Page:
The box section forming the aspiration member 14 extends substantially vertically downward, and in elevation it has a triangular contour, occupying an angular sector of the filter member 13.
At its base, i.e. substantially where it passes through the shell constituting the filter body 12, the box section is connected to the associated evacuation pipe 15.
The evacuation pipe 15 extends substantially radially and has a flange at its end, in the usual way, for connecting it by means of a valve 49 and a pipe to aspiration means specified below.
On the same side as the filter member 13, the box section constituting the aspiration member 14 is substantially flush with the rim 22 and the spokes 23 of the filter member 13, and its corresponding wall includes an opening 48; the opening 48 has a globally quadrangular contour and is elongate in the manner of a buttonhole substantially along a radius of the filter member 13.
In use, the filter member 13 is normally stationary and the valve 49 controlling the evacuation pipe 15 is closed.
The debris, detritus or items conveyed by the treated flow are stopped by the filter element 35 of the filter member 13, to be more precise by its solid portions.
As and when they are stopped, they are stored in the compartments 29 provided for this purpose in the filter member 13.
From time to time, or whenever necessary, the filter member 13 is driven in rotation by the drive wheel 27 and at the same time the valve 49 controlling the evacuation pipe 15 is opened, as a result of which the box section constituting the aspiration member 14, which is then connected to the aspiration means, is subjected to an outwardly aspirated flow, as symbolized by the arrow F3 in FIG. 1, and the portions of the filter element 35 of the filter member 13 that the aspiration member 14 successively passes are subjected to contraflow circulation as they pass the opening 48 therein, as symbolized by arrows F4 in FIG. 1.
As a general rule, this contraflow circulation through the filter element 35 detaches and carries off to a drain debris, detritus or items which, previously stopped by the filter element 35, have until then been stored in the various compartments of the filter member 13.
The filter element 35 is therefore cleaned systematically, one portion at a time.
Referring to FIG. 2, it can be seen that the pipe 10 is the water inlet pipe of the condenser 19, connected to its inlet manifold 24; the water then passes through the tubes 34 and from the outlet manifold 33 to the outlet pipe 16.
As a general rule, the filter 11 is contraflow washed by the aspiration created by a siphon connected to the outlet pipe 16; in this case the washing water is entrained by the head loss of the condenser, which is low, or even very low, e.g. a few meters head of water; because of this, the debris is transported to the downstream side of the condenser and discharged to the natural environment, if the condenser cooling circuit is an open circuit, or recycled, if the condenser cooling circuit is a closed circuit; discharge to the natural environment in the case of open circuit cooling is less and less tolerated; in the case of closed circuit cooling the concentration of debris increases and eventually blocks the filters.
The invention provides for periodic interception and discharging of the debris by means of a static system to compensate the excess head loss through the installation.
Referring to the FIG. 2 diagram, it can be seen that a washing water manifold 36 at the outlet of the valve 49 directs the washing water into a static debris separator 37; the separator 37 is substantially vertical and includes a central perforated strainer 46 passing through the body of the separator 37 and of cylindrical shape, for example; the lower portion of the body of the separator 37 includes an axial outlet 47 which is therefore in line with the interior of the strainer 46, discharges to the open air and is controlled by a valve 40.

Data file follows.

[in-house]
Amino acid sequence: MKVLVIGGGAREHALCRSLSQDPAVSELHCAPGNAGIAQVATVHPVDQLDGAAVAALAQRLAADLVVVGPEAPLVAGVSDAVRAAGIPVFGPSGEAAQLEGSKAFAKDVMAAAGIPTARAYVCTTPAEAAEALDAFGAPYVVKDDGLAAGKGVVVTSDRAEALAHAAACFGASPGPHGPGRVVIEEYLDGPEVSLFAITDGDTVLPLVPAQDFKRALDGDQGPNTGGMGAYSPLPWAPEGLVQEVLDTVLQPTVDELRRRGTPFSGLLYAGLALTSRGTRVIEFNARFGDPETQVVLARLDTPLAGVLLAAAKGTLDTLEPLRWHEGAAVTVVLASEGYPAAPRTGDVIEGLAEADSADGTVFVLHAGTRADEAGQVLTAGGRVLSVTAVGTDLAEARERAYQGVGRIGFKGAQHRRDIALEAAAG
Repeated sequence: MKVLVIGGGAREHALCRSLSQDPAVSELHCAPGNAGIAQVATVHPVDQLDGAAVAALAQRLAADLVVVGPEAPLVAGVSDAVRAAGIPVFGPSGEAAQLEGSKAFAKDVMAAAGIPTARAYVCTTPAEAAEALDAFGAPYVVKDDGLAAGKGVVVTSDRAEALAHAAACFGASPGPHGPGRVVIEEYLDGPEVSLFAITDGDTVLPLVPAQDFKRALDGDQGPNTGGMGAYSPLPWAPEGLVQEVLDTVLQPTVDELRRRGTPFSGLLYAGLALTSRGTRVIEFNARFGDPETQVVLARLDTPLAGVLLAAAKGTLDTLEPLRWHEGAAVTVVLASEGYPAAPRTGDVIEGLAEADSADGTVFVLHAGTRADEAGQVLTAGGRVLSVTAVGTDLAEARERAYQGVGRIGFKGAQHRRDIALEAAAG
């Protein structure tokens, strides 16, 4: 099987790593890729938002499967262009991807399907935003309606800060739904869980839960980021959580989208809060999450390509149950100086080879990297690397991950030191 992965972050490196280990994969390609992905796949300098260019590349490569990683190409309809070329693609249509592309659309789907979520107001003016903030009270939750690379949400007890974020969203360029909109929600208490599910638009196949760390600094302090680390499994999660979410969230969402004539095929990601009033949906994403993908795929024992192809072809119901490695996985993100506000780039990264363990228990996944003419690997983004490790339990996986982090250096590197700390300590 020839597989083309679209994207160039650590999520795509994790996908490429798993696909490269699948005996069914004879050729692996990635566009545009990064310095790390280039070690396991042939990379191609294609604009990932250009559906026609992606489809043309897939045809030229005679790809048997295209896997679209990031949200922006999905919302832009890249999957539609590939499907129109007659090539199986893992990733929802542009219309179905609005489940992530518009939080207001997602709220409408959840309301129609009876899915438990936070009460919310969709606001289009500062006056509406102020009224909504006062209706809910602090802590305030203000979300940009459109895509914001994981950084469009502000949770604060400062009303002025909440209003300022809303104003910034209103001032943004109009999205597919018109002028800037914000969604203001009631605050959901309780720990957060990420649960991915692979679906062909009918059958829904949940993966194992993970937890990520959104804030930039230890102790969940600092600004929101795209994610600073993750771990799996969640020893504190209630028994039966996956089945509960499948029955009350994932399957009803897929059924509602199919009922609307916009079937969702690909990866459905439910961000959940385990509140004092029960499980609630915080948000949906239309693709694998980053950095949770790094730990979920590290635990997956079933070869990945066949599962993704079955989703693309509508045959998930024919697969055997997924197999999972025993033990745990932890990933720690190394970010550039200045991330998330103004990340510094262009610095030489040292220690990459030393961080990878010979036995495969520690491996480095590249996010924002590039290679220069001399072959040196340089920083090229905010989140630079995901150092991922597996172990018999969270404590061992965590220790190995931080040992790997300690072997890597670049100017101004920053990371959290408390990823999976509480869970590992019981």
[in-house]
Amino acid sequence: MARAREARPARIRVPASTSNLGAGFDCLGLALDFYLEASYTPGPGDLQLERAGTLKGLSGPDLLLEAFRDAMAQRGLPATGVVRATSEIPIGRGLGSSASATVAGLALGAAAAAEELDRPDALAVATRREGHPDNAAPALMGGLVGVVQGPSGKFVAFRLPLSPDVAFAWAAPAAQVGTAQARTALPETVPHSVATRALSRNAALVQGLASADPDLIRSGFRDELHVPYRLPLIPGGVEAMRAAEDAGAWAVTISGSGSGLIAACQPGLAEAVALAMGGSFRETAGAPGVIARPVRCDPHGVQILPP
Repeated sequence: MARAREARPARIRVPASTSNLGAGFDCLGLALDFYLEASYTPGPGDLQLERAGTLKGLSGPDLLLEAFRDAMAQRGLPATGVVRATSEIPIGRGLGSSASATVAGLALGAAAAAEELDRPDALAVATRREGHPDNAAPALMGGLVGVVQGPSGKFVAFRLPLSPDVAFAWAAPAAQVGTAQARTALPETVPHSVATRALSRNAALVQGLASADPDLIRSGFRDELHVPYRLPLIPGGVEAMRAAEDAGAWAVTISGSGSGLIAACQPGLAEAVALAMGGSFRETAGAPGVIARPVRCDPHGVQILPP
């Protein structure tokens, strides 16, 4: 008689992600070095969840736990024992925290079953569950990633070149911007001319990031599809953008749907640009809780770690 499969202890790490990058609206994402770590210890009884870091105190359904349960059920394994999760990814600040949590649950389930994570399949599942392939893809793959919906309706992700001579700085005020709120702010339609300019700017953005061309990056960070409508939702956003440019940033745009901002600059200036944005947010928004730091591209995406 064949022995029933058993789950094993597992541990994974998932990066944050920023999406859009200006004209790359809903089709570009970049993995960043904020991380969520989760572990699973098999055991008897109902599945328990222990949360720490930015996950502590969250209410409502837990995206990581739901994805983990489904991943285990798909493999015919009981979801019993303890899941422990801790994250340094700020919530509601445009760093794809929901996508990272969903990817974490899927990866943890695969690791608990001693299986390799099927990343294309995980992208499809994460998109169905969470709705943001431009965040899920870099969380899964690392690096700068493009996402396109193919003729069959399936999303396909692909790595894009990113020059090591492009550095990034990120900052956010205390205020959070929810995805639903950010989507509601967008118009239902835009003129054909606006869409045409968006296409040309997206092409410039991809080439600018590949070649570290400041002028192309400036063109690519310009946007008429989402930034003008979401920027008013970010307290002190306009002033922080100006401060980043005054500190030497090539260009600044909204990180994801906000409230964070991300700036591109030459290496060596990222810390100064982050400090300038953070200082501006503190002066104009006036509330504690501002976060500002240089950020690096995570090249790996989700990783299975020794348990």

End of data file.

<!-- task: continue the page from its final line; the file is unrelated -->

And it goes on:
Under the outlet 47 is a container 38 for collecting debris, for example a perforated basket.
The lower portion of the separator body 37 is provided with a radial washing water outlet pipe 39 connected to an ejector nozzle 50; the water leaving the pipe 39 is free of debris, of course.
The hydro ejector nozzle 50, which can be seen better in FIG. 3, has an inlet elbow 52 through whose external wall passes an ejector nozzle 51 whose external end is connected to the outlet of a pump 42 and whose internal end is frustoconical, the smaller base of the frustum of the cone being at the end of the ejector nozzle; the smaller base is in the transverse plane at which a convergent section 53 and a divergent section 54 join together; the divergent section 54 is extended into a pipe 55 whose diameter is equal to that of the inlet of the elbow 52 connected to the outlet pipe 39 for water free of debris; the pipe 55 is connected to the outlet pipe 16 of the condenser 19.
The aspiration side of the pump 42 is connected to the pipe 55.
The separator 37 and the outlet pipe 39 for water free of debris are connected to the separator 37 by pipework 41 to supply it with recycled water.
The strainer 46 is long and the radial speed component is therefore small compared to the axial component: thus debris is pushed toward the back of the strainer, which is therefore self-cleaning.
There is a vent 44 at the top of the separator 37.
The installation for recovering debris can of course be shared by several filters.
The filter concerned is contraflow washed by opening its valve 49 and starting rotation of the filter.
The pump 42 is switched on; the ejector nozzle 51 increases the flow of washing water from which the debris has been removed by the separator 37.
When washing is finished, the pump 42 and the rotation of the filter are stopped and the valve 49 is closed.
The separator 37 is emptied by opening the vent 44 and the evacuation valve 40 at the bottom of the body of the separator 37; a check valve 56 on the outlet pipe 39 isolates the separator 37 from the downstream water pressure; the water on the outside of the strainer 46 contraflow washes the strainer when the separator 37 is emptied; the water and debris drop into the basket 38, in which the debris is drained.
When the separator 37 is empty, the evacuation valve 40 is closed and the separator 37 is refilled via the pipework 41; the vent 44 is closed when the separator is full.
The installation is then ready for a new cycle.
Of course, if the capacity of the separator 37 is high, given the quantity of debris to be treated, the operation of discharging the debris need not be done each time that the filters are washed.
The simplicity of the installation is evident.
The pump 42 is a constant flowrate pump and runs only during the washing operation.